Awakening students to the value of feedback

Introduction

Student feedback, particularly in relation to assessed work, is a hot topic. Various initiatives over the years have focused on ways to improve levels of student engagement and satisfaction with feedback but it continues to be both a challenging and key area for the institution and individual Schools.

In support of this, a student intervention called Making feedback work for you was piloted in two schools in Academic Year 2013-14. Designed by Edinburgh Napier University, the intervention did not directly address the widely reported topic of what constitutes well designed and delivered feedback, but instead considered the attitudinal perspectives of students who are receiving academic feedback, how it affects their associated actions and its impact upon their subsequent performance.

Coordinated by Ros Campbell (CAPOD) and Erwin Lai (CAPOD), the pilot aimed to assess the viability, suitability and sustainability of the intervention for implementation across the wider University.

The intervention

The intervention draws on two key concepts:

  1. The Conscious Competence Matrix: Adapted from Howell (1982), the Conscious Competence matrix describes a four step journey to becoming accomplished at any skill. The key concepts highlighted to students are that: awareness of what ‘competence’ consists of is critical, i.e. a clear understanding of learning outcomes and marking criteria; it is normal for students to be at different points on the journey for different skills; effort that is efficiently targeted through effective feedback is key to success on the journey.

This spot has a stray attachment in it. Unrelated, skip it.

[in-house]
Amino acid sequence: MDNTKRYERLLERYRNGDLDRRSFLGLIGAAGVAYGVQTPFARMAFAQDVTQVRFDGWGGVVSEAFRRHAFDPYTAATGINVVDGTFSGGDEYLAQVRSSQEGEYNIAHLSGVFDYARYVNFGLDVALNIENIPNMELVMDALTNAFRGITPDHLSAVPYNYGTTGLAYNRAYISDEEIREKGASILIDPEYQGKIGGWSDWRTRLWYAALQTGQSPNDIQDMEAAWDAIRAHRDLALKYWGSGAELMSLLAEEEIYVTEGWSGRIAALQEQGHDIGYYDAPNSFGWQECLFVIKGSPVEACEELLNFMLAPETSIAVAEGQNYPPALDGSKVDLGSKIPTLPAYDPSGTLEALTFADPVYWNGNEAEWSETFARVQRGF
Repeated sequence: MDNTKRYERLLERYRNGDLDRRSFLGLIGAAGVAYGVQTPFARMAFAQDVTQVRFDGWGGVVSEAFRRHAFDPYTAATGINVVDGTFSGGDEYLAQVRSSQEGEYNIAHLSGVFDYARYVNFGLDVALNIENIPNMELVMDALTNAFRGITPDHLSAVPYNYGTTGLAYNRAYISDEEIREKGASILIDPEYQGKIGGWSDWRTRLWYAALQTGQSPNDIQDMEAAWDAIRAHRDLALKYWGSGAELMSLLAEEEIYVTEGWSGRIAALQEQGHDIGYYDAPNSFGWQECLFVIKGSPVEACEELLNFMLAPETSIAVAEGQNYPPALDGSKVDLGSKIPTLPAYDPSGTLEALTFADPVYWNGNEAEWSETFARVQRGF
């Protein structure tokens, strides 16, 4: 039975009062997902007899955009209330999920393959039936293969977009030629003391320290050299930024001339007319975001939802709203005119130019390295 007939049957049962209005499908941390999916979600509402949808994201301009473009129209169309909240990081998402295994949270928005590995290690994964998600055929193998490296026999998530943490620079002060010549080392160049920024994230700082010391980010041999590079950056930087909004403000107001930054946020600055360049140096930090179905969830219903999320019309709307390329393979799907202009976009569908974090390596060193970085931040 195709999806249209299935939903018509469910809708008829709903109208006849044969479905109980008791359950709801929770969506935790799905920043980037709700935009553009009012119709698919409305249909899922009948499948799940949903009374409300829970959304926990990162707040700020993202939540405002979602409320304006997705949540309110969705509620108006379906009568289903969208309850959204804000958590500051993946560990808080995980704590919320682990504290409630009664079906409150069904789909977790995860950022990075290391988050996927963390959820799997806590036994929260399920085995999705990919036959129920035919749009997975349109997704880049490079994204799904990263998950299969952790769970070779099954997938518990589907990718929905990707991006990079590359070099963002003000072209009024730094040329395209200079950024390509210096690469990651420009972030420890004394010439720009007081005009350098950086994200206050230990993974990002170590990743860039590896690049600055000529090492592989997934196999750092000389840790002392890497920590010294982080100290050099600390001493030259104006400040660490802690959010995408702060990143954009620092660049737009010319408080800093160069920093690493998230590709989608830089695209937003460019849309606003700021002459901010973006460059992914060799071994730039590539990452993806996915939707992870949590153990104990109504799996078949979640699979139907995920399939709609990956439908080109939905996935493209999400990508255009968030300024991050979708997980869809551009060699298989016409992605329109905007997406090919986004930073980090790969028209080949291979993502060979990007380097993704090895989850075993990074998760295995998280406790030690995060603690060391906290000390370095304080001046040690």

1. Growth (incremental) versus Fixed (entity) Mindset: Mindset is situational and is your view of your ability to do a particular thing. A Fixed mindset believes that ability is ‘set’ (whether high, medium or low) and unlikely to change over time. This attitude promotes the setting of personal goals that are performance (rather than learning) oriented, which in turn discourages attention to feedback and effort, and over time promotes helplessness. Adopting a growth mindset requires a belief that ability is malleable, i.e. can improve or worsen over time.  This attitude promotes the setting of learning-based personal goals, which in turn promotes attention to feedback and targeted effort to develop and improve skills, promoting perseverance over time.

Delivery mode

A blended learning approach was adopted for the pilot:

  1. Online course: An adapted online Moodle course offered potential for large numbers of students to be exposed to the material in a consistent and cost-effective way, reduced the importance of the skill set of the staff member delivering the workshop, and provided an opportunity to trial a relatively new online course. Students were asked to complete the course in their own time. In addition to the two key concepts, students were encouraged to reflect on sources of feedback; consider personal barriers to learning/using feedback; and complete a feedback action sheet drawing on ‘real’ feedback from their last assignment.